Israeli surveillance firm Cognyte’s business in Myanmar exposed
NASDAQ-listed Israeli surveillance-for-hire corporation Cognyte Software Limited won a tender for the provision of lawful interception equipment to Myanmar in 2020 for the state-owned mobile operator, Myanma Posts and Telecommunications (MPT), in possible breach of international and Israeli law.
Documents leaked to Justice For Myanmar, which form the basis of a legal complaint filed in Israel on January 2, 2023, show that MPT issued Cognyte with a purchase order for a fixed data lawful interception gateway in December 2020, with work scheduled for completion by early June 2021. The system would allow the Myanmar military to tap calls in real time, aiding and abetting its atrocity crimes.
The legal complaint and an associated letter demanding Israel revoke Cognyte’s marketing and export licence for lawful interception systems to Myanmar were submitted by the attorney Eitay Mack on behalf of more than sixty individuals, including former speaker of the Knesset Avrum Burg.
At the time Cognyte won MPT’s lawful interception tender, the transfer of defence equipment to Myanmar was illegal in Israel, and there were no safeguards in place to protect the people of Myanmar from the military’s electronic surveillance.
Since the military’s illegal coup attempt, the junta has scaled up electronic surveillance to monitor communications and track the location of activists and journalists, who have been arbitrarily arrested, tortured and murdered, which amount to crimes against humanity.
In its 2021 country report on human rights in Myanmar, the US State Department found that “the regime regularly monitored private electronic communications through online surveillance; there were numerous reports that the regime monitored prodemocracy supporters” and that the military bought surveillance technology before its coup attempt.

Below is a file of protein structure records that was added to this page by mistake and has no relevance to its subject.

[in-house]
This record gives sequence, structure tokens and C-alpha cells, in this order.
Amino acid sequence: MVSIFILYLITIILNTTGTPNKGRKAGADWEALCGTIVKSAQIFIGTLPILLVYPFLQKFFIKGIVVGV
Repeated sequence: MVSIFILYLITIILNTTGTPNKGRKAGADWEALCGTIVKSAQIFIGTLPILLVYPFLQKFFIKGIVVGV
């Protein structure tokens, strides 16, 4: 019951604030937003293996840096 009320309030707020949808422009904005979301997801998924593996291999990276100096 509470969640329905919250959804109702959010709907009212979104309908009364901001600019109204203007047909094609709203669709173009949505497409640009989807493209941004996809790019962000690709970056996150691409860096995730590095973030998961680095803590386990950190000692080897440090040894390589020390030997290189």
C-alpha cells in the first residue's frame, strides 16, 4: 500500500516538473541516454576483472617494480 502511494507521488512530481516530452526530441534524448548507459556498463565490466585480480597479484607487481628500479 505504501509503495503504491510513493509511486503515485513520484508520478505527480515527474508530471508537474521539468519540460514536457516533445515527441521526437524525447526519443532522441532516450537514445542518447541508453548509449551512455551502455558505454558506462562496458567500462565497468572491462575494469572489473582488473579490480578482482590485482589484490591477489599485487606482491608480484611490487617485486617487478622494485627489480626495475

Cognyte, formerly Verint Systems, has a history of selling lawful interception equipment to regimes notorious for the abuse of human rights, notably South Sudan.
In December 2021, Cognyte was banned from Facebook and 100 accounts linked to it were taken down. Facebook found that Cognyte had targeted individuals in Indonesia, Israel, Kenya, Mexico, Thailand and other countries. Targets included journalists and politicians.
Last month, Cognyte was excluded from the Norwegian Government Pension Fund Global, with the fund’s Council on Ethics finding that Cognyte’s “products and services may have enabled serious norm violations” and that “the information the company has shared does not adequately address the serious allegations that have been made.”
MPT’s Japanese operators
MPT is a joint operation with the Japanese multinationals KDDI and Sumitomo Corporation, which have continued their business with the junta, as it attempts to create a “digital dictatorship”.
MPT’s efforts to install and activate lawful interception technology are evidence of serious failings of KDDI and Sumitomo Corporation, through their KDDI Summit Global Myanmar joint venture, to meet their responsibilities under the UN Guiding Principles and the OECD Guidelines.